# The measurement of current and voltage

1. Jul 6, 2009

### runfast220

1. The problem statement, all variables and given/known data
Two scales on a voltmeter measure voltages up to 20.0 and 30.0V, respectively. The resistance connected in series with the galvanometer is 1680 ohms for the 20.0V scale and 2930 ohms for the 30.0V scale. Determine the coil resistance and the full-scale current of the galvanometer that is used in the voltmeter

2. Relevant equations

V=IR

3. The attempt at a solution
First I'm confused at is this all in same circuit or in two different ones?
To find Rc I'm pretty sure I need to use the equation: V= I/R+Rc.
I'm not sure how to get this problem started.

2. Jul 6, 2009

### mgb_phys

It's two separate circuits (usually with a switch to select the range)
Both the circuits have the same unknown resistance = the of the moving coil you are trying to find.

3. Jul 6, 2009

### runfast220

How would I start to find either the current or Resistance of the coil because in the equation I would have both of those as unknowns:
V= I/R+Rc

4. Jul 6, 2009

### mgb_phys

The current in the coil at full scale is the same on both ranges.

5. Jul 6, 2009

### vk6kro

No result yet?

Two unknowns, R and I, so you need two equations.

The voltages in the meter and the series resistor add up to the supplied voltage.
So, you would have one equation like this
30 = ....... + ..........
and another like this:
20 = ........ + ............

One of the ........'s would be the same in both equations, so solving it would be easy.

If you have already done it, I can compare answers (with what I got), for you if you like.

6. Jul 7, 2009

### runfast220

I don't understand what your doing with the voltages? I thought I needed to find the current and the resistance of the coil?

7. Jul 7, 2009

### vk6kro

OK.

There is a moving coil meter movement which takes a certain amount of current to make it read full scale. There are two resistors that can be put in series with the meter so that it takes 20 volts with one and 30 volts with the other to make the meter read full scale. If the resistors were not there, the meter would read full scale with a much lower voltage across it and you wouldn't be able to measure voltages like 15 volts or 25 volts.

The Formula V = I * R applies for the voltage across the meter movement and also for the voltage across the series resistance.

We need to find two things. The resistance R of the meter movement and the current I it takes to make the meter read full scale. So, we need to get two equations to work out these things.

One thing we know is that if you have two resistors in series, the voltage across both of them equals the sum of the voltages across each of them.

So, if we put 20 volts across the resistor and meter in series, the total must equal 20 volts.

So, you can write the equations like this:
20 volts = Voltage across resistor (I * 1680) + Voltage across meter ( I * R )
30 volts = Voltage across the other resistor ( I * 2930) + Voltage across meter ( I * R )

Now, you want to find I and R. I would probably take the top equation away from the bottom one using only the parts in brackets on the right side.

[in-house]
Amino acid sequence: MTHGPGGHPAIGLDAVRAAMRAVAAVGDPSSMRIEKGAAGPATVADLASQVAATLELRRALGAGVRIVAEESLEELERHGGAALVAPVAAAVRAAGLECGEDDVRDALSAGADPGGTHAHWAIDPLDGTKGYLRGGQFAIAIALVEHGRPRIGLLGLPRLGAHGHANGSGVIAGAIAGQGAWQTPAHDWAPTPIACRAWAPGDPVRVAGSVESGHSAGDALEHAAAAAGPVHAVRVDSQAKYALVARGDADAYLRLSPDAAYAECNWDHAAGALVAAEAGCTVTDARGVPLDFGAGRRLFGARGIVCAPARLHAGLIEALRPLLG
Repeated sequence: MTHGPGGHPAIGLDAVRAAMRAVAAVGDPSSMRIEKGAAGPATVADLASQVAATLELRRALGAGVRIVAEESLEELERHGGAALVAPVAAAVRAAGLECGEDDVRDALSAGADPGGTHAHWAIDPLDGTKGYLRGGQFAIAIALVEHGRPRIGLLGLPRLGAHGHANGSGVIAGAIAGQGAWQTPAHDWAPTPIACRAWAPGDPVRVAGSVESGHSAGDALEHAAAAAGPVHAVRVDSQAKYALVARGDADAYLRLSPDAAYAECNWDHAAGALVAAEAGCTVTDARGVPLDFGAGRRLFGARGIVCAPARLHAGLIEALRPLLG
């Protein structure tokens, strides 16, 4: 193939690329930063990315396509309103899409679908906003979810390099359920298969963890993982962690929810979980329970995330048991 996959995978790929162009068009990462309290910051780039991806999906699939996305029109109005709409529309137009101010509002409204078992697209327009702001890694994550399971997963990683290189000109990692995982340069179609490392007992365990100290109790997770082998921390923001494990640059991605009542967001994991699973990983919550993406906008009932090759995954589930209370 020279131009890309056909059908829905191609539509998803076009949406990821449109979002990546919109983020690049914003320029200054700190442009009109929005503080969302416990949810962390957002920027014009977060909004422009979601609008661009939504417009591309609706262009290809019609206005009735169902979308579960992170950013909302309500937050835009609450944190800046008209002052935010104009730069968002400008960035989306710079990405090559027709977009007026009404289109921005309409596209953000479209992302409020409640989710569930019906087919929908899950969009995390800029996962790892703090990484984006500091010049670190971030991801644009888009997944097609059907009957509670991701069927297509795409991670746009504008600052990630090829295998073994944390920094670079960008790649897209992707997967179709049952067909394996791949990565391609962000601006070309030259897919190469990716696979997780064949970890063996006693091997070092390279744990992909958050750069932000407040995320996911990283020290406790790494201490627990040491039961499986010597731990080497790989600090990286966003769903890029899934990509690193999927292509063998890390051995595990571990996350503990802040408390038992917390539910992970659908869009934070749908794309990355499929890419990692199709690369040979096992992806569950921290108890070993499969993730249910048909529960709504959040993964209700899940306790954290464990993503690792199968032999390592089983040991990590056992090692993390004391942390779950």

Last edited: Jul 7, 2009
8. Jul 8, 2009

### runfast220

ok this is what I have so far.

20V= (I*1680)+(I*R)
30V=(I*2930)+(I*R)

(I*R)= 20 - (I*1680)
(I*R)= 30 - (I*2930)
(I*R)=(I*R)
20 - (I*1680)=30 - (I*2930)
I=125

But then when I plug 125 back into the two equations to solve for R, I get different values for R in each equations. Looking at the equations I don't understand how it would be possible for the for the current and resistance to be the same in each equation?

9. Jul 8, 2009

### vk6kro

30 - 20 = 2930 I - 1680 I = 1250 I
I = 0.008 amps or 8 mA

The current is the same because the meter is reading full scale in each case and it takes exactly 8 mA to make it read full scale.

Now you need to plug this 0.008 A back into one of the equations and get R.

10. Jul 9, 2009

### runfast220

20= (.008*1680)+(.008*R)
R=820

Thank you for all your help!

11. Jul 9, 2009

### vk6kro

Yep, that's right. Well done.

Hope you understood what was going on though.

Can you see that if you have a 20 volt supply and the two resistances (of the resistance and the meter ) add up to 2500 ohms (1680 + 820) then the current will be 8 mA?

And if the supply is 30 volts and the total resistance is 3750 ohms (2930 + 820) then the current will also be 8 mA ?

If you measure 15 volts with the 30 volt meter resistor, the current will be 4 mA and the meter will read half scale.

You may not have come across this before, but it is important stuff to know.

12. Jul 9, 2009

### runfast220

It all makes sense now. Once again thanks for the help.

13. Aug 10, 2009

### jlobo

why is a high voltage 750 miliamps fuse rated as 5 kv and not 250 volts

14. Aug 10, 2009

### vk6kro

If the fuse melts, it has to stop the current flowing. So there has to be a big enough gap that there won't be an arc formed and the current continue to flow.

Some fuses put the fuse wire under spring tension so that if the wire melts, the ends where it melted are pulled far apart. This helps to stop arcing.

A 5000 volt rating tells you this fuse could stop 5000 volts. It can also stop 250 volts, of course.